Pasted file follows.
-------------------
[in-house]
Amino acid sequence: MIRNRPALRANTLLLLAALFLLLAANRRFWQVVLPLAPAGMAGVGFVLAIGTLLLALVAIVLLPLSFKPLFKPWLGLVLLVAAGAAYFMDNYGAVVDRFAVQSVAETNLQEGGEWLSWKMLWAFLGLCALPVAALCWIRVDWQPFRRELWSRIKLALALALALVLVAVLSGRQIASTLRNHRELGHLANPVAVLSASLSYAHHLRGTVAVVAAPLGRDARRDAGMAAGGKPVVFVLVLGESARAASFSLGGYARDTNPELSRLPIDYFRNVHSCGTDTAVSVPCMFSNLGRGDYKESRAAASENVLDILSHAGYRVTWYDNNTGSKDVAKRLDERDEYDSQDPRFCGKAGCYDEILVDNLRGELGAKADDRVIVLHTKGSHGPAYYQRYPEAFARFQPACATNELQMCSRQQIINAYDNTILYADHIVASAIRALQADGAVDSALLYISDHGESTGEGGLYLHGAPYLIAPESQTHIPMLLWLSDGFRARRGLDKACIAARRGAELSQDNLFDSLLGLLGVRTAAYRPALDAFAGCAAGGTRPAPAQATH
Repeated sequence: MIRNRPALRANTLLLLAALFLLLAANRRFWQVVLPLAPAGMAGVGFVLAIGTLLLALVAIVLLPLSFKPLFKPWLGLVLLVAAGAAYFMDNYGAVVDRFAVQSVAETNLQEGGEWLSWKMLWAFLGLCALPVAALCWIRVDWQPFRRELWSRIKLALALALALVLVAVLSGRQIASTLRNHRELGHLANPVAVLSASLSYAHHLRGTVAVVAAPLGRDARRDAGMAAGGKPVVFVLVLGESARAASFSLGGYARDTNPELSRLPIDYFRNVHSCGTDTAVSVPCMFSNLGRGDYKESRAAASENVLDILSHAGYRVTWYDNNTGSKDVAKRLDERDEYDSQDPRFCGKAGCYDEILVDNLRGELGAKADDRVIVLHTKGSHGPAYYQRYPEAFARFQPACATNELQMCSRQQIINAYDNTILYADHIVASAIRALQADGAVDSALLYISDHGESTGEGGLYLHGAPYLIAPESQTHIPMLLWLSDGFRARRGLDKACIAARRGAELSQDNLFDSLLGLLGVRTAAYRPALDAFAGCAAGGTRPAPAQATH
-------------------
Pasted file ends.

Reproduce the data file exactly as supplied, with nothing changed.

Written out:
[in-house]
Amino acid sequence: MIRNRPALRANTLLLLAALFLLLAANRRFWQVVLPLAPAGMAGVGFVLAIGTLLLALVAIVLLPLSFKPLFKPWLGLVLLVAAGAAYFMDNYGAVVDRFAVQSVAETNLQEGGEWLSWKMLWAFLGLCALPVAALCWIRVDWQPFRRELWSRIKLALALALALVLVAVLSGRQIASTLRNHRELGHLANPVAVLSASLSYAHHLRGTVAVVAAPLGRDARRDAGMAAGGKPVVFVLVLGESARAASFSLGGYARDTNPELSRLPIDYFRNVHSCGTDTAVSVPCMFSNLGRGDYKESRAAASENVLDILSHAGYRVTWYDNNTGSKDVAKRLDERDEYDSQDPRFCGKAGCYDEILVDNLRGELGAKADDRVIVLHTKGSHGPAYYQRYPEAFARFQPACATNELQMCSRQQIINAYDNTILYADHIVASAIRALQADGAVDSALLYISDHGESTGEGGLYLHGAPYLIAPESQTHIPMLLWLSDGFRARRGLDKACIAARRGAELSQDNLFDSLLGLLGVRTAAYRPALDAFAGCAAGGTRPAPAQATH
Repeated sequence: MIRNRPALRANTLLLLAALFLLLAANRRFWQVVLPLAPAGMAGVGFVLAIGTLLLALVAIVLLPLSFKPLFKPWLGLVLLVAAGAAYFMDNYGAVVDRFAVQSVAETNLQEGGEWLSWKMLWAFLGLCALPVAALCWIRVDWQPFRRELWSRIKLALALALALVLVAVLSGRQIASTLRNHRELGHLANPVAVLSASLSYAHHLRGTVAVVAAPLGRDARRDAGMAAGGKPVVFVLVLGESARAASFSLGGYARDTNPELSRLPIDYFRNVHSCGTDTAVSVPCMFSNLGRGDYKESRAAASENVLDILSHAGYRVTWYDNNTGSKDVAKRLDERDEYDSQDPRFCGKAGCYDEILVDNLRGELGAKADDRVIVLHTKGSHGPAYYQRYPEAFARFQPACATNELQMCSRQQIINAYDNTILYADHIVASAIRALQADGAVDSALLYISDHGESTGEGGLYLHGAPYLIAPESQTHIPMLLWLSDGFRARRGLDKACIAARRGAELSQDNLFDSLLGLLGVRTAAYRPALDAFAGCAAGGTRPAPAQATH